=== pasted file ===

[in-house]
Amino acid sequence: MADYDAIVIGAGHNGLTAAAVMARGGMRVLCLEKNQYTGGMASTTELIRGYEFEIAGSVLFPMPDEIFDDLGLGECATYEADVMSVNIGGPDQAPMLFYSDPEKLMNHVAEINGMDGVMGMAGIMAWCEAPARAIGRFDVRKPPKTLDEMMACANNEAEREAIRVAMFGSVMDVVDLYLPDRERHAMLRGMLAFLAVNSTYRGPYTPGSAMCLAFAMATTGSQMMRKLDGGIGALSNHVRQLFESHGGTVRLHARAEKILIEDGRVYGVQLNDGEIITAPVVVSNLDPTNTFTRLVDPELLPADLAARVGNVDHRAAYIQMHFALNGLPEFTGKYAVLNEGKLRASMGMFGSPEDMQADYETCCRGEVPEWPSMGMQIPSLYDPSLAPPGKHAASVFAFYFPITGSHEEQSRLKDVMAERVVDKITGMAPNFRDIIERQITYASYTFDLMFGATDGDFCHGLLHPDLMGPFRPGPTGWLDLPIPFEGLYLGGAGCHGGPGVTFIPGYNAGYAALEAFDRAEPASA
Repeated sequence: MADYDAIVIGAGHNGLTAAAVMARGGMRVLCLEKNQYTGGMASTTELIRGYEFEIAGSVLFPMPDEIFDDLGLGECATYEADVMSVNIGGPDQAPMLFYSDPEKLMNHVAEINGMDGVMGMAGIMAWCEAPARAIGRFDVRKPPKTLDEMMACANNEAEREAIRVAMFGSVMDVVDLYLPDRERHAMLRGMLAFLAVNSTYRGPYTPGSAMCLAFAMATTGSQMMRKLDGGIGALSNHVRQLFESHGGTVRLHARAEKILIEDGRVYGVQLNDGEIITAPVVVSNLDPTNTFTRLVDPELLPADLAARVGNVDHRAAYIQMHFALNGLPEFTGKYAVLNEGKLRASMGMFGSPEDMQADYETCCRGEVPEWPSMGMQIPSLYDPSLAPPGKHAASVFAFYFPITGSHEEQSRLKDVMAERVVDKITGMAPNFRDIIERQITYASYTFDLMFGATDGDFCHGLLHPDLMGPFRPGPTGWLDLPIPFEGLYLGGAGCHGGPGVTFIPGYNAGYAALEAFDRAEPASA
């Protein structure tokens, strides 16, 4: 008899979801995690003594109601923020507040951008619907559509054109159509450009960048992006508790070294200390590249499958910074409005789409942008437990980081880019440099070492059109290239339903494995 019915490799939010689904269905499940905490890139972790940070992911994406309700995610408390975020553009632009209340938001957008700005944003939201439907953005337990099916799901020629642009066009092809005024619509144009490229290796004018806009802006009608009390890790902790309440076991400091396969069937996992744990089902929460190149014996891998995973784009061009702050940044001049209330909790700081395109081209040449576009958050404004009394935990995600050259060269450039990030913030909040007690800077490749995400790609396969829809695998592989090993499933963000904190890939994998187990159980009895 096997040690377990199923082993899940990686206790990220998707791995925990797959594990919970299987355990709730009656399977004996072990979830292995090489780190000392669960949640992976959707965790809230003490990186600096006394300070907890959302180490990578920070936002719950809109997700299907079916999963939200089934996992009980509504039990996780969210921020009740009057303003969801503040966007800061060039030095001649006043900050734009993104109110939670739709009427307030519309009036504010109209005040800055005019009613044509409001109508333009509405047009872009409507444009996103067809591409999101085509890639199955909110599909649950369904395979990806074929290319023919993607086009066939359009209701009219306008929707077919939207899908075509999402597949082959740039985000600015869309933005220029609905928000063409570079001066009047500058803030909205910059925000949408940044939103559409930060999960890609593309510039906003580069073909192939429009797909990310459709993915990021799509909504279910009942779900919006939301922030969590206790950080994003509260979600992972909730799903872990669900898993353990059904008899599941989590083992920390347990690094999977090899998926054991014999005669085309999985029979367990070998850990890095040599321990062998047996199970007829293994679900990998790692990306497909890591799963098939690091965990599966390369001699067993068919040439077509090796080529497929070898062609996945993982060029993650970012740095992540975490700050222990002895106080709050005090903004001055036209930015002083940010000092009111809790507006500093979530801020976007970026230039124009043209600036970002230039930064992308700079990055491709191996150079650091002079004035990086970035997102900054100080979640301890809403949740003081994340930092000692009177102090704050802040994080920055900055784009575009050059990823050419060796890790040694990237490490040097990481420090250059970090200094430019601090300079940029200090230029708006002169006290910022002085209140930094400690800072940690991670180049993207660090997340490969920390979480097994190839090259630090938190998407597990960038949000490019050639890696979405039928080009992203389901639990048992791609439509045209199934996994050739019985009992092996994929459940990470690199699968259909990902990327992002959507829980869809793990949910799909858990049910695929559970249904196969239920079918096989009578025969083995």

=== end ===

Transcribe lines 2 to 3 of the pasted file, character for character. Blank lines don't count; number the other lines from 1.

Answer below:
Amino acid sequence: MADYDAIVIGAGHNGLTAAAVMARGGMRVLCLEKNQYTGGMASTTELIRGYEFEIAGSVLFPMPDEIFDDLGLGECATYEADVMSVNIGGPDQAPMLFYSDPEKLMNHVAEINGMDGVMGMAGIMAWCEAPARAIGRFDVRKPPKTLDEMMACANNEAEREAIRVAMFGSVMDVVDLYLPDRERHAMLRGMLAFLAVNSTYRGPYTPGSAMCLAFAMATTGSQMMRKLDGGIGALSNHVRQLFESHGGTVRLHARAEKILIEDGRVYGVQLNDGEIITAPVVVSNLDPTNTFTRLVDPELLPADLAARVGNVDHRAAYIQMHFALNGLPEFTGKYAVLNEGKLRASMGMFGSPEDMQADYETCCRGEVPEWPSMGMQIPSLYDPSLAPPGKHAASVFAFYFPITGSHEEQSRLKDVMAERVVDKITGMAPNFRDIIERQITYASYTFDLMFGATDGDFCHGLLHPDLMGPFRPGPTGWLDLPIPFEGLYLGGAGCHGGPGVTFIPGYNAGYAALEAFDRAEPASA
Repeated sequence: MADYDAIVIGAGHNGLTAAAVMARGGMRVLCLEKNQYTGGMASTTELIRGYEFEIAGSVLFPMPDEIFDDLGLGECATYEADVMSVNIGGPDQAPMLFYSDPEKLMNHVAEINGMDGVMGMAGIMAWCEAPARAIGRFDVRKPPKTLDEMMACANNEAEREAIRVAMFGSVMDVVDLYLPDRERHAMLRGMLAFLAVNSTYRGPYTPGSAMCLAFAMATTGSQMMRKLDGGIGALSNHVRQLFESHGGTVRLHARAEKILIEDGRVYGVQLNDGEIITAPVVVSNLDPTNTFTRLVDPELLPADLAARVGNVDHRAAYIQMHFALNGLPEFTGKYAVLNEGKLRASMGMFGSPEDMQADYETCCRGEVPEWPSMGMQIPSLYDPSLAPPGKHAASVFAFYFPITGSHEEQSRLKDVMAERVVDKITGMAPNFRDIIERQITYASYTFDLMFGATDGDFCHGLLHPDLMGPFRPGPTGWLDLPIPFEGLYLGGAGCHGGPGVTFIPGYNAGYAALEAFDRAEPASA